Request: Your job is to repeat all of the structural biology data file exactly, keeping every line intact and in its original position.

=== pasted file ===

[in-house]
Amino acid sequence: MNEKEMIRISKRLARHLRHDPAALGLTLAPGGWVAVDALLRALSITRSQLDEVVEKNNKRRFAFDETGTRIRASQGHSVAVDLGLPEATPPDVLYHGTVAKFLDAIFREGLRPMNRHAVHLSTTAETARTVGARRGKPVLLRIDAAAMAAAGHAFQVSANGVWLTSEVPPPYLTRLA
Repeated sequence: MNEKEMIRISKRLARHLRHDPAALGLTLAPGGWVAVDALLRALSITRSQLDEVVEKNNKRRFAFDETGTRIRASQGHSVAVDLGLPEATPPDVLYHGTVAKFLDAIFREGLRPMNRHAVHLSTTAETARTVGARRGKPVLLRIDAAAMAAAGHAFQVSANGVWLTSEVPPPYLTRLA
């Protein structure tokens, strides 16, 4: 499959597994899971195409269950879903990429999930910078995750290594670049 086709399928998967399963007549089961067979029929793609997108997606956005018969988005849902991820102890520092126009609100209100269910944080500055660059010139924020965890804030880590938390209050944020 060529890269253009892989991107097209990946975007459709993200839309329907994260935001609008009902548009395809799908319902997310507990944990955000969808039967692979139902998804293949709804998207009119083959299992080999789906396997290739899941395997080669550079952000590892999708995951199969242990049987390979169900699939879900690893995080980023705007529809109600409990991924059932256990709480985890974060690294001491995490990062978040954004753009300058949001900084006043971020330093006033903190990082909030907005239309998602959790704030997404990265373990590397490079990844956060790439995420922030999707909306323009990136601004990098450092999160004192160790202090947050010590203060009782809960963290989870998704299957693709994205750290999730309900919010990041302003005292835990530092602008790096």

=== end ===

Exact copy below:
[in-house]
Amino acid sequence: MNEKEMIRISKRLARHLRHDPAALGLTLAPGGWVAVDALLRALSITRSQLDEVVEKNNKRRFAFDETGTRIRASQGHSVAVDLGLPEATPPDVLYHGTVAKFLDAIFREGLRPMNRHAVHLSTTAETARTVGARRGKPVLLRIDAAAMAAAGHAFQVSANGVWLTSEVPPPYLTRLA
Repeated sequence: MNEKEMIRISKRLARHLRHDPAALGLTLAPGGWVAVDALLRALSITRSQLDEVVEKNNKRRFAFDETGTRIRASQGHSVAVDLGLPEATPPDVLYHGTVAKFLDAIFREGLRPMNRHAVHLSTTAETARTVGARRGKPVLLRIDAAAMAAAGHAFQVSANGVWLTSEVPPPYLTRLA
């Protein structure tokens, strides 16, 4: 499959597994899971195409269950879903990429999930910078995750290594670049 086709399928998967399963007549089961067979029929793609997108997606956005018969988005849902991820102890520092126009609100209100269910944080500055660059010139924020965890804030880590938390209050944020 060529890269253009892989991107097209990946975007459709993200839309329907994260935001609008009902548009395809799908319902997310507990944990955000969808039967692979139902998804293949709804998207009119083959299992080999789906396997290739899941395997080669550079952000590892999708995951199969242990049987390979169900699939879900690893995080980023705007529809109600409990991924059932256990709480985890974060690294001491995490990062978040954004753009300058949001900084006043971020330093006033903190990082909030907005239309998602959790704030997404990265373990590397490079990844956060790439995420922030999707909306323009990136601004990098450092999160004192160790202090947050010590203060009782809960963290989870998704299957693709994205750290999730309900919010990041302003005292835990530092602008790096």